Lisa Griffiths performs The White Room in exactly that, an adjoining bright space we look into where the performer stands on a narrow light box, one low wall of which is a screen for fascinating images created by Jason Lam. Griffith’s body is almost immediately taut, every extension as if a desire to exceed, but always abstractly, whether leaning out to the wall or tottering on all fours (on toe tips and clenched fists), working from the box’s narrow parameters. The first projected image on the box wall is a black and white negative of a tree growing and then shedding its leaves, and then dissolving into another tree, and another. A later image is of gently waving leaves of grass amidst which a tiny real time Griffith appears. The tension between Nature’s long-term time, amplified by the long whining notes of Darrin Verhagen’s score, and the human body’s urgent drives is palpable, not least in Griffith’s realisation of the exacting choreography.

We crowd into a black box of a room stacked with small mountain of DVD players and monitors. Here Maeda too exhibits a vibrating tension right to his finger tips as his hands gesture into the sole pool of light, as if reaching for something utterly and painfully unattainable. Finally, he simply switches the monitors on and leaves; we stare uncomprehendingly at images from other dance works and everyday family life. Time is retrievable, but how and whose?

The final passage, Norizaku in Australia, takes us into a large space featuring the whole ensemble. As in The White Room, Maeda, like Griffith, is hemmed in, restricted to performing atop a box. Here, expansive, serene, sunny coastline images are projected, but what first draws us in is sand falling from the performer’s cupped hands to the box top in an amplified reflective sonic reverie. On the screen Maeda is seen in the ocean, above the water line, gesturing abstractly from a rock plinth, a performance which he duplicates live—another kind of seeking across time and space? Meanwhile the four female dancers dance near and far in chorus, shaping their hands into binocular shapes with which they regard us and Maeda with touristy brevity to a bouncy pop score from Ben Walsh. Again different kinds of time experience are juxtaposed—the deep time of interiority and the filling-in time of kitsch—and doubtless we learn a little of Norizaku’s alienation, of feeling utterly isolated and intruded on.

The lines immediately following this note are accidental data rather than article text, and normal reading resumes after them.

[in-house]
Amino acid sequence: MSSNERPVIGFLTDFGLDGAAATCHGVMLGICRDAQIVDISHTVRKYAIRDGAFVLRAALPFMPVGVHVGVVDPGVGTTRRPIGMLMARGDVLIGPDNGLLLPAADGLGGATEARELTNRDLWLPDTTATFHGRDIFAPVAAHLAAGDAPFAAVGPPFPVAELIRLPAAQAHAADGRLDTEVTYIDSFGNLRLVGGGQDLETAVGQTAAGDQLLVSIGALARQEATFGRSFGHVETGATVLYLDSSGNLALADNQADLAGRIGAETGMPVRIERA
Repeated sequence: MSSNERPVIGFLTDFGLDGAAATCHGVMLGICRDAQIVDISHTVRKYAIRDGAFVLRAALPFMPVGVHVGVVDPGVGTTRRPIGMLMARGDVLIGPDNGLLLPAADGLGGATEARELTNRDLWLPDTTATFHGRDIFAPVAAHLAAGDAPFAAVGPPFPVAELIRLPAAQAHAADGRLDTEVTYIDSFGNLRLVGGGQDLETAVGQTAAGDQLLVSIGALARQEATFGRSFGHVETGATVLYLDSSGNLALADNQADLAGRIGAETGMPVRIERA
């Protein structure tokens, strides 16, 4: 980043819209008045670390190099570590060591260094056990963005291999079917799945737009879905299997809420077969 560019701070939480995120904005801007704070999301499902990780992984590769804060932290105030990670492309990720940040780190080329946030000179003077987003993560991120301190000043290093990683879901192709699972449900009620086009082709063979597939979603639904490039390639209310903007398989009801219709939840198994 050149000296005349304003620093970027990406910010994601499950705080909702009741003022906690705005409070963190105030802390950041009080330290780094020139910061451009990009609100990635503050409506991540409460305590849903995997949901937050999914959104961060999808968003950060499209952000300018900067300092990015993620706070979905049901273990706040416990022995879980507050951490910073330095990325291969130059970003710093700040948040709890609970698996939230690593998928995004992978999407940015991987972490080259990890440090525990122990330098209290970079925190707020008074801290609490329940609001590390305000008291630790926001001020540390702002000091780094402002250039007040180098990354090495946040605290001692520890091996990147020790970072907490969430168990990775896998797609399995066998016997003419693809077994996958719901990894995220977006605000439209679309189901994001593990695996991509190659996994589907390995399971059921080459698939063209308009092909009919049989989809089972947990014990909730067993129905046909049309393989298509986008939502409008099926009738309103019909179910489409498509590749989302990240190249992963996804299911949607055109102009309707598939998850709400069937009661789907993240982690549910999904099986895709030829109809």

Though deftly executed and alternating nicely between the intensity of Maeda’s performance and the neat frivolity of the ensemble dancing, Norizaku in Australia seems rather slight coming after the focused power of its predecessors. But it’s worth recalling that ‘artentertainment’ comes easier to Japanese culture than it does our own. This is something Walsh captures in his scores for Shona in Japan and Norizaku in Australia, drawing on traditional Japanese music and cheeky pop and using his own distinctive instrumentation (was that a piano accordion I heard)?

As You Take Time does not theorise cultural temporal difference, but it yields a pretty good impression of contrasting and overlapping sense experiences, not least from the mix of real and virtual means that Healey and her dancers and media artists deploy and by moving their audience through a range of states themselves. As You Take Time is an intricate, engrossing multimedia dance experience.


As You Take Time, director Sue Healey, performers Norikazu Maeda (Tokyo), Shona Erskine, Lisa Griffiths, Rachelle Hickson, Kei Ikeda, music Ben Walsh, Darrin Verhagen, lighting designer Nicholas Higgins, projection designers Jason Lam, Sue Healey; Gallery 4a Asia-Australia Arts Centre, Sydney, Aug 14-25

RealTime issue #81 Oct-Nov 2007 pg. 42

© Keith Gallasch; for permission to reproduce apply to realtime@realtimearts.net